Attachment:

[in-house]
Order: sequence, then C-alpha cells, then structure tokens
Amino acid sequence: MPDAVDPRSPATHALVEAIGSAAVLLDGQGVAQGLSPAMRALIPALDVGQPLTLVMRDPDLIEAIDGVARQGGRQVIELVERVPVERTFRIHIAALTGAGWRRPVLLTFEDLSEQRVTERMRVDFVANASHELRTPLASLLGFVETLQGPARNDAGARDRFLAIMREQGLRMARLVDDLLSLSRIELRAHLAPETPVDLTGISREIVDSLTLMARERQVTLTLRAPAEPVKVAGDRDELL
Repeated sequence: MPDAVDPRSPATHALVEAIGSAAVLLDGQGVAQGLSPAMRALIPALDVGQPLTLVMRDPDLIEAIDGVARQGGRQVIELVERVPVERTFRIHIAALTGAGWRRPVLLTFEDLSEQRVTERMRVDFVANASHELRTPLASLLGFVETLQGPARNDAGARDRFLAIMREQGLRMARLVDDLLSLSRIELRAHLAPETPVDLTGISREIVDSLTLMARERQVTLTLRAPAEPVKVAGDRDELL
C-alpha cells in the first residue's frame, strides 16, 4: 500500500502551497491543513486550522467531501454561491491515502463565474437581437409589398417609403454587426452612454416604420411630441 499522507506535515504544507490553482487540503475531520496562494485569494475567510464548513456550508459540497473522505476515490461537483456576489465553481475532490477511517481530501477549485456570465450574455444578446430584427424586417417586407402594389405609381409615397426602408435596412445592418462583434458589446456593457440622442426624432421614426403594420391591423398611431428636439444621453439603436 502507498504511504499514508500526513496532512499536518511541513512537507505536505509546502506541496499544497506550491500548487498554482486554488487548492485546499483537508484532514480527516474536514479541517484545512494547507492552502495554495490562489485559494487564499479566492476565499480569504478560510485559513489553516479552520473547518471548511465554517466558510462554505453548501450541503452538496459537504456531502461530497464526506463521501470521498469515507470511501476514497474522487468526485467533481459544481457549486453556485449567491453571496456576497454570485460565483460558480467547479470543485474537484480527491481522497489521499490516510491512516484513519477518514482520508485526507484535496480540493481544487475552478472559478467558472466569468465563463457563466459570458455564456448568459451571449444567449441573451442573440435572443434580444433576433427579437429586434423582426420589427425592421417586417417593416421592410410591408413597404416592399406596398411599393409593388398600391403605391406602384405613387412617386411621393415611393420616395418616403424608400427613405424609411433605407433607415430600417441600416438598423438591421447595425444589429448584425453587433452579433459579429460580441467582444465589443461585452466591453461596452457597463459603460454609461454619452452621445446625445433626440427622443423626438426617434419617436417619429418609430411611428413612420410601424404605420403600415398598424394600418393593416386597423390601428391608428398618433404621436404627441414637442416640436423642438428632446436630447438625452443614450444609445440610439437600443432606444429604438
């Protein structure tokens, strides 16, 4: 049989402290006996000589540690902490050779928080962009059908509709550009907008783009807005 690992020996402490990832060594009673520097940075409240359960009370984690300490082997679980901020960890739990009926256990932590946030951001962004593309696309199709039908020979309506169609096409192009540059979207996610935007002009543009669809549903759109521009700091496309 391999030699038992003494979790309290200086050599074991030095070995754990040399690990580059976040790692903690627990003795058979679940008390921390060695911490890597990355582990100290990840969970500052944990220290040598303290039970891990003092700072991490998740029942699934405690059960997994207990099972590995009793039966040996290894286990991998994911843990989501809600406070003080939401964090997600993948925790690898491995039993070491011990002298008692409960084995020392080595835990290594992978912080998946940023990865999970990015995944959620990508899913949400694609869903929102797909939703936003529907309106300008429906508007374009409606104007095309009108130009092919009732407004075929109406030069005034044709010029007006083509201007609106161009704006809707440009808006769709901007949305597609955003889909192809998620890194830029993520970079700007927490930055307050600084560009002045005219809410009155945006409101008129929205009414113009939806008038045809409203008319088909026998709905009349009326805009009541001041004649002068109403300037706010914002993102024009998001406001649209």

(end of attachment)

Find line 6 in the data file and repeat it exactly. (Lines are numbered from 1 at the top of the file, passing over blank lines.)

């Protein structure tokens, strides 16, 4: 049989402290006996000589540690902490050779928080962009059908509709550009907008783009807005 690992020996402490990832060594009673520097940075409240359960009370984690300490082997679980901020960890739990009926256990932590946030951001962004593309696309199709039908020979309506169609096409192009540059979207996610935007002009543009669809549903759109521009700091496309 391999030699038992003494979790309290200086050599074991030095070995754990040399690990580059976040790692903690627990003795058979679940008390921390060695911490890597990355582990100290990840969970500052944990220290040598303290039970891990003092700072991490998740029942699934405690059960997994207990099972590995009793039966040996290894286990991998994911843990989501809600406070003080939401964090997600993948925790690898491995039993070491011990002298008692409960084995020392080595835990290594992978912080998946940023990865999970990015995944959620990508899913949400694609869903929102797909939703936003529907309106300008429906508007374009409606104007095309009108130009092919009732407004075929109406030069005034044709010029007006083509201007609106161009704006809707440009808006769709901007949305597609955003889909192809998620890194830029993520970079700007927490930055307050600084560009002045005219809410009155945006409101008129929205009414113009939806008038045809409203008319088909026998709905009349009326805009009541001041004649002068109403300037706010914002993102024009998001406001649209």